3. In many cases, like King County, WA, the Post Office no longer maintains control of the incoming ballots during processing of incoming mail. Instead of the government run Post Office maintaining the chain of custody of absentees, a private company sorts incoming absentee ballots into precincts before giving them back to King County for counting. This breaks down any chain of custody rules that may have been in place at the post office, and privatizes another link in the chain. Not surprisingly, the Post Office never makes an official tally of the number of ballots given to this company. So if they don’t know how many ballots are provided, how would they know how many should be returned? A basic rule in accounting has been foolishly eliminated. Recent reports by Blackboxvoting.org from New Hampshire, indicate that the “chain of custody” procedures in state systems are broken at a fundamental level, around the country. From beginning to end, thewhole system of Absentee Ballots is insecure, as ballots are no longer strictly controlled by the County and citizen poll workers in the individual Precincts.
  4. The cost of running an all mail voting system can actually be greater than a poll based voting system. The supporters of VBM have frequently argued that the system saves money over the cost of poll-based voting systems, and they often deride the current poll system as a “mixed” or “hybrid” system. But upon deeper examination this argument is questionable at best. First off, instead of providing ballots only to voters who “turn-out” to vote, a 100% VBM system prints and mails ballots to every registered voter in the county, precinct, or jurisdiction. Typical elections do not come anywhere near 100% turnout. So in a hypothetical 50% turnout election, 50% of the ballots will have been printed, sorted, stamped and mailed to people that are not voting.Printing absentee ballots is far more expensive than printing poll ballots. Why? Because there’s a host off additional items that are necessary to print and mail a ballot. First you print the ballot, then you have privacy envelops and mailing envelopes that have extra printing, instructions, and a security flap over a signature box. This makes for a fairly expensive piece of mail. And in counties of tens or hundreds of thousands of voters, it adds up fairly quickly. Additionally, there’s a bit more upfront cost, as the ballots must go out weeks ahead of time. So ballot printing is on a rush schedule following a primary vote when compared to the printing cycle necessary for a poll-based voting system. This is a major factor in the now commonly seen headline, “Absentee Ballots mailed late,” or, “Absentee Ballots misprinted.”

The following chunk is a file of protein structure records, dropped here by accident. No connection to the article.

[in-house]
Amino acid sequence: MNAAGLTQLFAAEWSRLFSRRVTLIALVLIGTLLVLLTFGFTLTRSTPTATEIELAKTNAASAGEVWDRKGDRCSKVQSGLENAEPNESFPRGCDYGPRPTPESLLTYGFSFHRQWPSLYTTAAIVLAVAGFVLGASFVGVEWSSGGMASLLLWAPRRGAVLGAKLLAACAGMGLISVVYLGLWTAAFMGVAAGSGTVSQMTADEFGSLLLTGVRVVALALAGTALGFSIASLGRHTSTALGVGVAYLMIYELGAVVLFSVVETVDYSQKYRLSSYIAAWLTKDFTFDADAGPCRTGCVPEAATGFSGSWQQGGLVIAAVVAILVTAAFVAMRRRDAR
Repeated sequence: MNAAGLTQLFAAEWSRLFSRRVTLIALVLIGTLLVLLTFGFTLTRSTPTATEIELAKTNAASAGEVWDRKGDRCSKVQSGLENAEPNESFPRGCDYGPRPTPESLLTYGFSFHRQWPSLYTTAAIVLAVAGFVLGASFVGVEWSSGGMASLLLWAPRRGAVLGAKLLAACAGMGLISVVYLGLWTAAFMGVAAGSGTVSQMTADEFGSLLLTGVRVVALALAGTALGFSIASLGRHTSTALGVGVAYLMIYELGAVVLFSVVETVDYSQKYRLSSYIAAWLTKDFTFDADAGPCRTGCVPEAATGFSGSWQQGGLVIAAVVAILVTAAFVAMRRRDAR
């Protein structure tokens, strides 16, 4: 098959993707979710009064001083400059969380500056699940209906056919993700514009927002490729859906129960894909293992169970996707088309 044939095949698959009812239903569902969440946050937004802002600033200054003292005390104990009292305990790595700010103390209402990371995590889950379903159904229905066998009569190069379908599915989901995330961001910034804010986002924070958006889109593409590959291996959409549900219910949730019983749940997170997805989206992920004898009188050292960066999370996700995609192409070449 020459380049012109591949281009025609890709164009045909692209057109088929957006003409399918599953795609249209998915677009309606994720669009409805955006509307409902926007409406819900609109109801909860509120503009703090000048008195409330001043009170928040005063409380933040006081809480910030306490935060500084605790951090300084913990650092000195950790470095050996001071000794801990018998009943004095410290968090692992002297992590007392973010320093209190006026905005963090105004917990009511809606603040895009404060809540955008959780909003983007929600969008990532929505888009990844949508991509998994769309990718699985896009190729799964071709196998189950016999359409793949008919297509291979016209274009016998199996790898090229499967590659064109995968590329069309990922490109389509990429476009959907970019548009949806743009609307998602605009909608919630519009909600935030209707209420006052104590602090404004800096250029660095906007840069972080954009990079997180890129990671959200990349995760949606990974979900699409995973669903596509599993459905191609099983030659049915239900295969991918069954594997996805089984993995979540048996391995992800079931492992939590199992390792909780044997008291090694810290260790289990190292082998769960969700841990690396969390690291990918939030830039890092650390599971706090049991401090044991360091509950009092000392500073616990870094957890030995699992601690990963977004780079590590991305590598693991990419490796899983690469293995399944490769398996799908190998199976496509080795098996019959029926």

5. The Signature Verification Process is error prone and routinely disenfranchises thousands of voters when it is used. Ballots rejected for having invalid signatures are treated as “Guilty before proven innocent.”In King County, Washington, in 2006, the Seattle Weekly reported that over 7,000 votes were initially removed from the vote totals, until voters were contacted, and given a chance to verify their signature and the validity of his or her ballot. Over 3,000 voters did not respond in time, and those ballots were disenfranchised. That’s just one County in an off year election. Vote-By Mail systems increase the error rate in numerous ways.
  6. Continue reading

Minorities Harrassed by Republicans About Absentees

Interesting how when you undermine the secrecy of the ballot through Vote-By Mail, or absentee voting schemes, problems arise:

http://www.thestarpress.com/apps/pbcs.dll/article?AID=/20071207/NEWS01/712070358/1002

As part of the mayoral recount, Republicans have investigated Precinct 18 for evidence of voter fraud because of its high number of absentee votes. More people voted by absentee ballot than by machine in the Nov. 6 election in Precinct 18.

The allegations of harassment first surfaced Nov. 16 when Robert Lewis, a black voter from Precinct 18, complained to the election board that four unidentified people approached him at his Whiteley home and questioned him about his absentee vote and for whom he had voted.

The people did not identify themselves, Lewis said, but represented themselves in a fashion that led him to believe they were election officials.